Since it signed the Artemis Accords in October, Canada has been seeking views, through the CSA, from industry, academia, non-governmental groups and the general public to “expand, refine, and solidify this framework to help ensure safe and sustainable [emphasis in original] space exploration for decades to come.” The consultation process is set to conclude by March 31, 2021.

Contracting

Coming at this from all angles, the latest innovation from NASA is in contracting and public-private partnership instruments, which has the effect of norm setting through private sector activity. In September, NASA announced it would buy lunar soil obtained by commercial landers as a token purchase (on the order of $25,000 for a few hundred grams) intended to set a precedent. Local and international companies selected for space resources contracts will collect a small amount of lunar soil from any location on the Moon’s surface and provide imagery to NASA of the collected material, along with data that identifies the collection location. After NASA receives the information, the company will conduct an in-place transfer of ownership of the lunar regolith to the agency, completing the commercial transaction; 80 percent of the payment is to be made on delivery. The payment is a nominal amount, but the transfer of ownership and the act of selling something collected on the Moon sets a precedent that an in-orbit transaction does not amount to appropriation. After ownership transfer, the collected material becomes the sole property of NASA for the agency’s use under the Artemis program. On December 3, NASA announced the companies it has selected to collect these lunar resources. Twenty-two proposals were received but only eight were eligible, and of these four bids — Lunar Outpost, from Golden, Colorado; ispace Japan; ispace Europe; and Masten Space Systems, from Mojave, California — were successful, with contract awards ranging from $1 to $15,000. The funding is so low because NASA is paying solely for the collected material, without footing the bill for any development costs.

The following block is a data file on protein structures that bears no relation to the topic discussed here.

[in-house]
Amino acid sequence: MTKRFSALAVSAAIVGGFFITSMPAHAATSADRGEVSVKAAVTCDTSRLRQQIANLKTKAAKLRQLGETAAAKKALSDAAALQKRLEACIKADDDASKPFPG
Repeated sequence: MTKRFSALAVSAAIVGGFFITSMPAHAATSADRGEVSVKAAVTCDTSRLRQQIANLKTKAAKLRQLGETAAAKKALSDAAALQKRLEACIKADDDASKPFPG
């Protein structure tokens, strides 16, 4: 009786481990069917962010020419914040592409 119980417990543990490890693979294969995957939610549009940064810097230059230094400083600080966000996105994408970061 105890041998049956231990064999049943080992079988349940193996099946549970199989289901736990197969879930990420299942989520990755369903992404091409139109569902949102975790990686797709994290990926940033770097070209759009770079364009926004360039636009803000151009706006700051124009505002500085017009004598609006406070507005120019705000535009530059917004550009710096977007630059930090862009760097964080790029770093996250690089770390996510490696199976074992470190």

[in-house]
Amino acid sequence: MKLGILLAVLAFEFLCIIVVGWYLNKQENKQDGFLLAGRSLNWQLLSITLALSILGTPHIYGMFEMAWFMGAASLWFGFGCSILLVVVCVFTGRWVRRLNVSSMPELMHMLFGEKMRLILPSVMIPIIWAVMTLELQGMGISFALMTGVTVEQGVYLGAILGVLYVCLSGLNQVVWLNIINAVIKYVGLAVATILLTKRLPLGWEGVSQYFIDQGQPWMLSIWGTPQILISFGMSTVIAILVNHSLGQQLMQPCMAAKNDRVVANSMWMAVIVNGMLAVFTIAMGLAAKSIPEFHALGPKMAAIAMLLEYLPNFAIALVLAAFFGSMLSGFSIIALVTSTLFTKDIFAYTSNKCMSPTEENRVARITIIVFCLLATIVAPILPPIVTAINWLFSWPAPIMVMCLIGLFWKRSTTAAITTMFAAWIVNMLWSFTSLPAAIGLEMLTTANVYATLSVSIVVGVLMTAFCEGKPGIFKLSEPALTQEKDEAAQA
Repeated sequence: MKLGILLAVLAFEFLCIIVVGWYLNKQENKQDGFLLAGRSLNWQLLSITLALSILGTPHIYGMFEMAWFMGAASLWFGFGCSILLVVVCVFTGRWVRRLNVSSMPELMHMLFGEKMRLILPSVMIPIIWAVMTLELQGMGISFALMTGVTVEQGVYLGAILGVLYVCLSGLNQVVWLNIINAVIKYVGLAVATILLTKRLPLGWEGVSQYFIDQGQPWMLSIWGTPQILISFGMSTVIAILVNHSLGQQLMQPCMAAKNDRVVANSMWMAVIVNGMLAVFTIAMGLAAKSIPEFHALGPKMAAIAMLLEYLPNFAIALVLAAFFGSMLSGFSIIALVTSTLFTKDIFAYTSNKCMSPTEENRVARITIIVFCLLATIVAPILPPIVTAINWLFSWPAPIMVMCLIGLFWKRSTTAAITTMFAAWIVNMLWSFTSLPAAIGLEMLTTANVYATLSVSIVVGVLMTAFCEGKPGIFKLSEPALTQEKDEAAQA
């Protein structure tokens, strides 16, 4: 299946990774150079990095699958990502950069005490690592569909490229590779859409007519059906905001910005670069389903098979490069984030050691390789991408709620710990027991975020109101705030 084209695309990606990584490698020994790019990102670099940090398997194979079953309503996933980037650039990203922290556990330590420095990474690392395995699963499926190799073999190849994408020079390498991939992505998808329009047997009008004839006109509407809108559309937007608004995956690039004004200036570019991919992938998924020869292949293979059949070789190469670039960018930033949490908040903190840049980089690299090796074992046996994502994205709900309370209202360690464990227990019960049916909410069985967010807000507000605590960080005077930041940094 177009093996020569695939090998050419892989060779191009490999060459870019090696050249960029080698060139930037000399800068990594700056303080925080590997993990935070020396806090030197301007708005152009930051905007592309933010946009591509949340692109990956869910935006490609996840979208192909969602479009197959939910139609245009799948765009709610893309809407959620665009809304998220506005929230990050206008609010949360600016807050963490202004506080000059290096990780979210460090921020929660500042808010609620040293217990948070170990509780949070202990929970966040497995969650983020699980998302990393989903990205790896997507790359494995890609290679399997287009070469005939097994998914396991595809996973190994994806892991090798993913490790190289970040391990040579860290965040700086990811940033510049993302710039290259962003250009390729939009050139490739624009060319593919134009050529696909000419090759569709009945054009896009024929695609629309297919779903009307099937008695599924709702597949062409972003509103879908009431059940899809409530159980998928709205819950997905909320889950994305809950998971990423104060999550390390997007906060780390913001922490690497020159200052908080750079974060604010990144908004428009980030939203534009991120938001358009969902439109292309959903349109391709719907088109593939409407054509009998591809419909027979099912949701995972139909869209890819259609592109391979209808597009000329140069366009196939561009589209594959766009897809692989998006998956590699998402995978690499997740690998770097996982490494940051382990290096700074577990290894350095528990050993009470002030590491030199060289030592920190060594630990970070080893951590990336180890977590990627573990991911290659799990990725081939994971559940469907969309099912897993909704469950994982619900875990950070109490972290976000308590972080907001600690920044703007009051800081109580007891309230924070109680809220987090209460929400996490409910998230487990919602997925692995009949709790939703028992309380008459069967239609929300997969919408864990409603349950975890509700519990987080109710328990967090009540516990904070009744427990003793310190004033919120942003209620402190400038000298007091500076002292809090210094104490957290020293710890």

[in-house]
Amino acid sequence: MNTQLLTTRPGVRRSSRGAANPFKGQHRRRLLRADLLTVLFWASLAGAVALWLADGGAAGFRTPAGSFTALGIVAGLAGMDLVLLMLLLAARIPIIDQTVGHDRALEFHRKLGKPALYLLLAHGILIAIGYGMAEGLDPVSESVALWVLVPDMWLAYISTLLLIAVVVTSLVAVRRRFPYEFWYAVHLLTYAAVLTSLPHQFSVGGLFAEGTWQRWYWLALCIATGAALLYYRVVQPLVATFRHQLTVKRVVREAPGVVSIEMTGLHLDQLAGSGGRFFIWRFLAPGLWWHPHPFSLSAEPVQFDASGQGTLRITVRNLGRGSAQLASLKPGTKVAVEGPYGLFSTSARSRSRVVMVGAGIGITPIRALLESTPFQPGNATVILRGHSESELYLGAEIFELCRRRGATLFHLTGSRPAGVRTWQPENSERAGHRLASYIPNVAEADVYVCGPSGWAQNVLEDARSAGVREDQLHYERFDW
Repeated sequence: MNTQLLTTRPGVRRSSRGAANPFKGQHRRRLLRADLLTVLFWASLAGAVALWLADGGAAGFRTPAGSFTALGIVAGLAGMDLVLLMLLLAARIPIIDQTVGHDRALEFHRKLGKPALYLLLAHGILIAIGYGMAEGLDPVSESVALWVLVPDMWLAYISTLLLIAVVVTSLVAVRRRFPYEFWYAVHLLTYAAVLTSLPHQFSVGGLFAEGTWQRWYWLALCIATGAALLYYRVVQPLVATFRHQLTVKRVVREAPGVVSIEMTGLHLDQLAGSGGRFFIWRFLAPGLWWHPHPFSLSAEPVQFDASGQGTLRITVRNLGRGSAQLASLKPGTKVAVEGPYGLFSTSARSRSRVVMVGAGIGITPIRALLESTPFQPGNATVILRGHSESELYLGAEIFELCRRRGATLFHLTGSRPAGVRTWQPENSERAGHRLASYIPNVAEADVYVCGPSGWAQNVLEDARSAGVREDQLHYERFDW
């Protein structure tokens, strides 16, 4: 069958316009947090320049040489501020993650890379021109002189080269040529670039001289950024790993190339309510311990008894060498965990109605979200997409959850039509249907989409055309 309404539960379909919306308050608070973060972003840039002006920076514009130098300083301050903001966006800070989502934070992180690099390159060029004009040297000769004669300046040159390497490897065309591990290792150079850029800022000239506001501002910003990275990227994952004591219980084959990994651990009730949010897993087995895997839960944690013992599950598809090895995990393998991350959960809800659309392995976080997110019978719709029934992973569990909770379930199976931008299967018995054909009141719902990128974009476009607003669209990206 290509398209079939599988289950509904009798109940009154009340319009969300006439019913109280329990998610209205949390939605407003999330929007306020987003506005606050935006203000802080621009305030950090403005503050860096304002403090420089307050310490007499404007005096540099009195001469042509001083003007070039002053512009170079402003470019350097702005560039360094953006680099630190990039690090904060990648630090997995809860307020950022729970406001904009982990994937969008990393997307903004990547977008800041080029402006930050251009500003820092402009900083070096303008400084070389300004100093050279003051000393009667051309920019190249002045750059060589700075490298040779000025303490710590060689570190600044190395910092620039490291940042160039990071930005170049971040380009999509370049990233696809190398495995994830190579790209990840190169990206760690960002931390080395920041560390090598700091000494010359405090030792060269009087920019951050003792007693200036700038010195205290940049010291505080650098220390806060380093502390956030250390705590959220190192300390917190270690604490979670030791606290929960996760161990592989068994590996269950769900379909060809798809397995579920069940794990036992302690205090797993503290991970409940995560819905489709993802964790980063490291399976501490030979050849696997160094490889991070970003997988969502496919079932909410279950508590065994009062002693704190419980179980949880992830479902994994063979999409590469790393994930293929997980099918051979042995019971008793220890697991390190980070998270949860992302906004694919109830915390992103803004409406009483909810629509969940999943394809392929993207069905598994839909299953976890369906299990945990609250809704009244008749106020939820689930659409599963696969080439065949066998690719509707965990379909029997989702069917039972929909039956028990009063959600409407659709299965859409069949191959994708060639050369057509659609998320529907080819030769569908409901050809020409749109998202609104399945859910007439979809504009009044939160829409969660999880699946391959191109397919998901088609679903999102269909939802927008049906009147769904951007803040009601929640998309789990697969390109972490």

While the countries that these companies are registered in are all Artemis Accord signatories, it begs the question: If they had not been nationals of signatories, how would such action have bound their countries? After all, article VI of the Outer Space Treaty states that “States Parties to the Treaty shall bear international responsibility for national activities in outer space, including the Moon and other celestial bodies, whether such activities are carried on by governmental agencies or by non-governmental entities, and for assuring that national activities are carried out in conformity with the provisions set forth in the present Treaty. The activities of non-governmental entities in outer space, including the Moon and other celestial bodies, shall require authorization and continuing supervision by the appropriate State Party to the Treaty.

This raises a number of significant governance questions. To start: How can this be done, if the contract is between NASA and the commercial actor? How will NASA verify a contract has been fulfilled by photos, and how will they ensure the collected material remains in their possession after the images have been taken? And how will the lunar resources be managed, considering sustainability and stewardship?

One non-profit organization has launched a project to answer some of these questions. On the heels of the NASA announcement of the awards, the California-based Open Lunar Foundation has established a perpetual purpose lunar resources trust they call “Breaking Ground,” intended to “steward and demonstrate formal and effective institutional management of lunar resources between different stakeholders.” The trust will be governed by a committee that the foundation says will “operationalize efforts including the purchasing of lunar regolith” — the fine, powdery soil on the surface of the Moon — “and stewarding those resources, facilitating participatory consultative processes to involve many stakeholders in determining, identifying and advocating for clear new resource management regimes as a result of these efforts.” Further, “the trust seeks to make multiple purchases which may each explore different management treatments.” While the trust is a laudable initiative because of its focus on stewardship, it’s worth noting that this initiative is encouraged by the United States as a further buttress for their intentions and does nothing to address the main challenge to the US position on space resource exploitation.